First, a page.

The US Food and Drug Administration's (FDA's) Arthritis Advisory Committee (AAC) and Drug Safety and Risk Management (DSaRM) Advisory Committee voted by a large margin to continue to recommend febuxostat (Uloric, Takeda) for some patients with gout-related hyperuricemia after a discussion of a postmarketing study showing possible  cardiovascular risk.

Treatment and prevention of gout include use of anti-inflammatories during acute attacks and urate-lowering medications to manage hyperuricemia . Medications used to manage hyperuricemia include xanthine oxidase inhibitors (XOIs), which lower uric acid production (allopurinol and febuxostat); uricosuric therapies (probenecid, sulfinpyrazone, and lesinurad), which increase uric acid excretion; and uricase products (pegloticase). Xanthine oxidase inhibitors, uricosuric therapies, and uricase products are first-line, second-line, and third-line treatments, respectively, for gout. 


Allopurinol  is currently the only other XOI approved in the United States for gout. Therapies for gout are in general limited, and there is an unmet need for gout treatments. "I do think there is a need for this drug in a certain patient population that has been intolerant to allopurinol or where the drug has had no effect," voting AAC member Alyce M. Oliver, MD, PhD, professor of medicine, Medical College of Georgia at Augusta University, said of her yes vote.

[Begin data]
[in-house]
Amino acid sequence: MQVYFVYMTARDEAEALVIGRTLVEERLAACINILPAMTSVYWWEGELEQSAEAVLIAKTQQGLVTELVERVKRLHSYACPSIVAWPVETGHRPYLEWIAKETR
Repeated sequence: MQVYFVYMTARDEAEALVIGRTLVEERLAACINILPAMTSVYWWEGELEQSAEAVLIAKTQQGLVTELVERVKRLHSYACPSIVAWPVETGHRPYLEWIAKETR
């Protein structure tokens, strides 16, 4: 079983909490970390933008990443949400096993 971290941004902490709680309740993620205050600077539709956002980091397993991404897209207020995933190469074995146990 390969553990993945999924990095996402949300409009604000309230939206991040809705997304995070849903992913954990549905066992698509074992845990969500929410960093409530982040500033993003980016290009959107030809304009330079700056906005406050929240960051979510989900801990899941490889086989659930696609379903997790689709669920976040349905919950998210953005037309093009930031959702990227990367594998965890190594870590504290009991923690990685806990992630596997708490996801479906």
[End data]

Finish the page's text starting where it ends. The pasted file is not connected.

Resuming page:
Postmarketing Safety Study

The FDA approved febuxostat for the treatment of gout on February 13, 2009, after declining to approve it twice for concerns about cardiovascular safety and death. As part of the approval, the FDA required the company to conduct a postmarketing safety study to determine whether febuxostat is linked to a moderately increased risk for serious adverse cardiovascular outcomes compared with allopurinol.

The vote follows consideration of results from the postmarketing study the Cardiovascular Safety of Febuxostat and Allopurinol in Patients With Gout and Cardiovascular Morbidities (CARES) trial published online March 12, 2018, in the New England Journal of Medicine and reported by Medscape Medical News. CARES was a multicenter, double-blind, noninferiority trial that randomly assigned 6190 patients with gout and cardiovascular disease (CVD) to receive febuxostat or allopurinol.

Doses were adjusted on the basis of kidney function. The study's primary composite endpoint was the first occurrence of cardiovascular death, nonfatal myocardial infarction, nonfatal stroke, or unstable angina with urgent revascularization. Secondary endpoints included the individual components of the major cardiovascular event (MACE) composite as well as any-cause mortality.

Patients were followed for a median of 32 months and a maximum of 85 months. More than half (56.6%) of patients discontinued the treatment regimen, and 45% discontinued follow-up. Time and again during the meeting, the discussion returned to the high number of treatment and follow-up discontinuations, with members disagreeing at times about the importance of, and possible reasons for, these discontinuations.